Jonathan Cast <jonathanccast <at> fastmail.fm> writes: > > > > >>> Extensionality is a key part of the definition of all of these > >>> constructions. The categorical rules are designed to require, in > >>> concrete categories, that the range of the two injections into a > >>> coproduct form a partition of the coproduct, the surjective pairing > >>> law (fst x, snd x) = x holds, and the eta reduction law (\ x -> f x) > >>> = f holds. Haskell flaunts all three; while some categories have > >>> few > >>> enough morphisms to get away with this (at least some times), > >>> Hask is > >>> not one of them. > > > > That interpretation is not something that is essential in the notion > > of category, only in certain specific examples of categories > > that you know. > > I understand category theory. I also know that the definitions used > are chosen to get Set `right', which means extensionality in that > case, and are then extended uniformly across all categories. This > has the effect of requiring similar constructions to those in Set in > other concrete categories. >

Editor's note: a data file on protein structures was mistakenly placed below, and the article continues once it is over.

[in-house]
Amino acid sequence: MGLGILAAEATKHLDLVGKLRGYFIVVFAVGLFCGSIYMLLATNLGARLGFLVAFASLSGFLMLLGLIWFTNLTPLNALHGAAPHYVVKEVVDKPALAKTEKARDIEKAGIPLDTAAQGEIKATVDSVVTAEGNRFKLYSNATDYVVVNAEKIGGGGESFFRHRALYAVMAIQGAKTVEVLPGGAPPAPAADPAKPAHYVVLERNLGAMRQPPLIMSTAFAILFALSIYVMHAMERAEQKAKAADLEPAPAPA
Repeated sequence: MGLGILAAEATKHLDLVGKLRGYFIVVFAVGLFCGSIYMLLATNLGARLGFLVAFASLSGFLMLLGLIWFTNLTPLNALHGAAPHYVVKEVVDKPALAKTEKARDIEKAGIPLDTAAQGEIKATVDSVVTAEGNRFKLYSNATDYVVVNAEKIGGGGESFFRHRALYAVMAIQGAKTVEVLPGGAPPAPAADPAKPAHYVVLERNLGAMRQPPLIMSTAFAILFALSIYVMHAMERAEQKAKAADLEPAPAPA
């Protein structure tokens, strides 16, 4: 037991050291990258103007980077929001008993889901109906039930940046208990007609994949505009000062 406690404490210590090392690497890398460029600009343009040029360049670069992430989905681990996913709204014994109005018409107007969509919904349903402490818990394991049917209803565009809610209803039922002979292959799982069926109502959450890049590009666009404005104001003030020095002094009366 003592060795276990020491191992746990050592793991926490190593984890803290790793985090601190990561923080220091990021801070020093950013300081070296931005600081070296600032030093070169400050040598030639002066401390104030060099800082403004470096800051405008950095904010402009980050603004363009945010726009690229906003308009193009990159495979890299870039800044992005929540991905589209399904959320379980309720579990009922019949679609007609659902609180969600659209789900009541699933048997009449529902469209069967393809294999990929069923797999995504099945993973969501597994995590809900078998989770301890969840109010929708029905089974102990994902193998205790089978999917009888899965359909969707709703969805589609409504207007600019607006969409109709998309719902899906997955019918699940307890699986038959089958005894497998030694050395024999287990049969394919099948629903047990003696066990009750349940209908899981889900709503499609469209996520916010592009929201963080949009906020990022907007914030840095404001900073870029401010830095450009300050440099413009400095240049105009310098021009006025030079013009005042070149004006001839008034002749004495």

Referring to my copy of "Sheaves in Geometry and Logic", Moerdijk and Mac Lane state that "in 1963 Lawvere embarked on the daring project of a purely categorical foundation of all mathematics". Did he fail? I'm probably misunderstanding what you are saying here but I didn't think you needed sets to define categories; in fact Set is a topos which has far more structure than a category. Can you be clearer what you mean by extensionality in this context? And how it relates to Set? On a broader note, I'm pleased that this discussion is taking place and I wish someone would actually write a wiki page on why Haskell isn't a nicely behaved category and what problems this causes / doesn't cause. I wish I had time. Dominic. _______________________________________________ Haskell-Cafe mailing list Haskell-Cafe@haskell.org http://www.haskell.org/mailman/listinfo/haskell-cafe